The idea that creating money would encourage the wealthy to spend their windfall in the real economy for the benefit of all has proved as much a chimera as the trickle down economics of the 1980s. What has been stimulated is a rise in the price of assets. In that sense, quantatitive easing (QE) has benefited those who already have the most, leaving working people in general and the young in particular struggling to achieve their aspirations. Wealth has been redistributed upwards.
It didn’t have to be this way. The decision to begin pumping money into the economy was taken in a moment of crisis and had the desired effect of stabilising the UK economy. However, when it became clear that this new money was not reaching all parts of society, corrective action should have been taken.
QE could have been used to fund hospitals, schools and social housing. It could have created a public investment bank with the specific aim of lending money to small and medium businesses. But that would require directing the economy, a notion that runs contrary to neoliberal thinking.
Instead, it’s been left to the market to decide how to utilise this new money. And I hope you don’t think I’m being rude when I point out that this hasn’t produced the outcome that the Bank had hoped for.
The failure to predict the crash of 2008 was a terrible shock to an industry that relies on confidence to make money. Without any real consequences to restrain them, morally or legislatively, speculators drove the market over the edge.
QE was introduced to make corporations feel secure again, but the real economy is still reeling from the sucker punch of the crash. There may not be a mob on the streets demanding the overthrow of capitalism, but don’t take that as a sign that the system doesn’t desperately need reforming.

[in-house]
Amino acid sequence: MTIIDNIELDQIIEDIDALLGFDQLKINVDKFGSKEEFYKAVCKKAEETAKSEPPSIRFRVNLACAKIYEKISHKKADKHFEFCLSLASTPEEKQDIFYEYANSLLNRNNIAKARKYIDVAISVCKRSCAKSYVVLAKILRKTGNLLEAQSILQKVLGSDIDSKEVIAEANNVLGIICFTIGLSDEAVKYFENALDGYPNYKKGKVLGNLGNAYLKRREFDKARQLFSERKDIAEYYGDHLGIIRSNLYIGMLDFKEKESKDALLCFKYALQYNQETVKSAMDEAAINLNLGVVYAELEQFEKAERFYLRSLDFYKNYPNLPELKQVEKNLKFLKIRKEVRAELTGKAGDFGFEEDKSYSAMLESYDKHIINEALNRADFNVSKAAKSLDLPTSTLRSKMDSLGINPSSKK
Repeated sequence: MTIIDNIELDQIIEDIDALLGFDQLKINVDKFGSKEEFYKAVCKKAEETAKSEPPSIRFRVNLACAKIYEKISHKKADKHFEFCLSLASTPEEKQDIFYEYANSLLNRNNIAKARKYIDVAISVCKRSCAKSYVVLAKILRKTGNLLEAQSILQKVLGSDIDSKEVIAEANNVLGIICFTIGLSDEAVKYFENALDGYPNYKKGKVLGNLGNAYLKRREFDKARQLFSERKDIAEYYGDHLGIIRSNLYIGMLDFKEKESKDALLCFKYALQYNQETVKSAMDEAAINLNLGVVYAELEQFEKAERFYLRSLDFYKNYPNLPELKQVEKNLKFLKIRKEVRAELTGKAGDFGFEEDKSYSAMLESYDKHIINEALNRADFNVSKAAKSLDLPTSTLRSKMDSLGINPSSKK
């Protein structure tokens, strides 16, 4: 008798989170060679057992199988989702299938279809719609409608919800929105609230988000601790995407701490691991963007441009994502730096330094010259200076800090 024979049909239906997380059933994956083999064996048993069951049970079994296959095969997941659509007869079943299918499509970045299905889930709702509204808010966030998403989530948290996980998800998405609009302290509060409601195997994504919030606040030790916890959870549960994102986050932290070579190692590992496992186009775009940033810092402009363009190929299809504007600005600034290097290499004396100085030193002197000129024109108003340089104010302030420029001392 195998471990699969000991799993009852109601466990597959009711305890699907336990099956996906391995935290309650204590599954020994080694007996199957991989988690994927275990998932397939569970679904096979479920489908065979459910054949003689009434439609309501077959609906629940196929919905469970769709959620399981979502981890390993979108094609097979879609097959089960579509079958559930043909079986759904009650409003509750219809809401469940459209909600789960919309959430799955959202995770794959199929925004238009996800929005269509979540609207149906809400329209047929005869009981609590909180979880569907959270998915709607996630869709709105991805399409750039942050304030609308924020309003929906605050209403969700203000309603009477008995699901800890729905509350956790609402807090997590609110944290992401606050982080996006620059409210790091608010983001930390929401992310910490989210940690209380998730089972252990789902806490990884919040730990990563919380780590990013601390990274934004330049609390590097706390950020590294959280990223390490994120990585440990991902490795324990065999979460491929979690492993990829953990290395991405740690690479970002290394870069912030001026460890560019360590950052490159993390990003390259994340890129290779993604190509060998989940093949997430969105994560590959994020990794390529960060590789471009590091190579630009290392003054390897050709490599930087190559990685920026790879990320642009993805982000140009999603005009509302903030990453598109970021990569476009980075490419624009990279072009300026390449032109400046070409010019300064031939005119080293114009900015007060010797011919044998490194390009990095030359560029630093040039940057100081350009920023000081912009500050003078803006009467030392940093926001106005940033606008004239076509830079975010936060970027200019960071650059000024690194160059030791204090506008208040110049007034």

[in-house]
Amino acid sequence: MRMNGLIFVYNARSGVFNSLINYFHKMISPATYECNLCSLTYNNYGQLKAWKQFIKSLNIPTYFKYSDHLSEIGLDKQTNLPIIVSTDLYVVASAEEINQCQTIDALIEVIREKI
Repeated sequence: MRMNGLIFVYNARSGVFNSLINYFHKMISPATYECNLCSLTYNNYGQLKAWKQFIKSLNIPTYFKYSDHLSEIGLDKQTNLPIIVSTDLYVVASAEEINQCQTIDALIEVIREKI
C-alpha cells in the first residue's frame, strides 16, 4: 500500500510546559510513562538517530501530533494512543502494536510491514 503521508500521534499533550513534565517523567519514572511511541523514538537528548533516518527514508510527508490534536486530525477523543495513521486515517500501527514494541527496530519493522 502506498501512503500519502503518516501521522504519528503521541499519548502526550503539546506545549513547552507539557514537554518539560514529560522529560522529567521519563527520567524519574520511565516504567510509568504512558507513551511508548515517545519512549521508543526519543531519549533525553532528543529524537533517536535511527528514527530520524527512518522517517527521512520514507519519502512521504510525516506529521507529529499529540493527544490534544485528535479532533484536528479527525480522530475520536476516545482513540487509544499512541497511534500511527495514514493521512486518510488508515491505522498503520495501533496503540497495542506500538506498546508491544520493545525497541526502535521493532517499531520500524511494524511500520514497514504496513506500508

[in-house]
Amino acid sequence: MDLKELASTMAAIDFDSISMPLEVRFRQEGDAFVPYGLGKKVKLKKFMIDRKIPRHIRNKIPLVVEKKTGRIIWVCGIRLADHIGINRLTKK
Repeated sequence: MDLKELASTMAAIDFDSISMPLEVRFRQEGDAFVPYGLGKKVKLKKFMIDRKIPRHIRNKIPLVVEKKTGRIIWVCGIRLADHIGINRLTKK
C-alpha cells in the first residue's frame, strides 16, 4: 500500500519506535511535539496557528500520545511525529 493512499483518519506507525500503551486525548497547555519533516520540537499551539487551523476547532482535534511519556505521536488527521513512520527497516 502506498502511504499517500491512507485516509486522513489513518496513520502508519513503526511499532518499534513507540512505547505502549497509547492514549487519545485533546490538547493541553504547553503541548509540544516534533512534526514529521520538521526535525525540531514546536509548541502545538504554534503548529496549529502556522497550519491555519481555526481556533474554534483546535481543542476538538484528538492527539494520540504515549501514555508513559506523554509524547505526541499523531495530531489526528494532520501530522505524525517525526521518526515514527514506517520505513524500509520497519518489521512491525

During the Reformation, the people of England didn’t like the unaccountable power of the Papacy, so they broke with Rome. They didn’t abolish Christianity, they made it more local and ultimately more conducive to their way of life.
Capitalism needs to undergo a similar reformation, to create an economy that is more accountable to the consumers on whom it relies for real growth. Policy should be directed at making them feel secure – in employment, in health and in tenancy – and that can’t be achieved in our easy hire, easy fire economy.
Now, I’m not an economist and there are undoubtedly plenty of people here in the room who may have more simple and practical methods by which genuine reform could be achieved. But I feel it would be churlish of me to highlight problems without offering a few suggestions of my own about how we might address them.
The priorities within corporate governance need to be rebalanced. Limits should be placed on the percentage of profits remitted to shareholders, with equal priority given to investment and wages. To ensure that the spoils are fairly divided, worker participation on company boards should be mandatory.
The right of workers to freely bargain for pay and conditions should be statutory and extend to part time work.
Long term investors should be incentivised, while short term speculation, especially the gaming of the market by high frequency traders, should be discouraged.
The focus of taxation should to move towards assets, for instance through the introduction of a land value tax. Tax wealth more than income.
Sustainable growth should be targeted through investment in green manufacturing and the encouragement of co-operatives.
Public need should take priority over private profit in house building, education, health care, transport and utilities.
Over the past decade, capitalism has encroached on democracy through the promotion of instruments such as investor-state dispute settlements. Facebook’s abuse of personal data suggests that, in the digital age, relying on the invisible hand of the market to regulate corporate responsibility is no longer an option.
The financial sector defines freedom as fewer regulations.
For the rest of us, real freedom demands accountability,
To that end, Tony Benn had five questions that he asked whenever he met a powerful person, say a Rupert Murdoch or a Mark Zuckerberg. He originally developed them as a test to determine whether a society was sufficiently democratic. But if we hope to counter the lure of authoritarianism and create a new settlement that puts people before profits, we need to apply these telling questions to capitalism as well, as the first steps towards understanding the true nature of our economy:
What power do you have?
Where did you get it?
In whose interests do you exercise it?
To whom are you accountable?
And how do we get rid of you?
Speech to One Bank Flagship Seminar at the Bank of England, London 19/4/18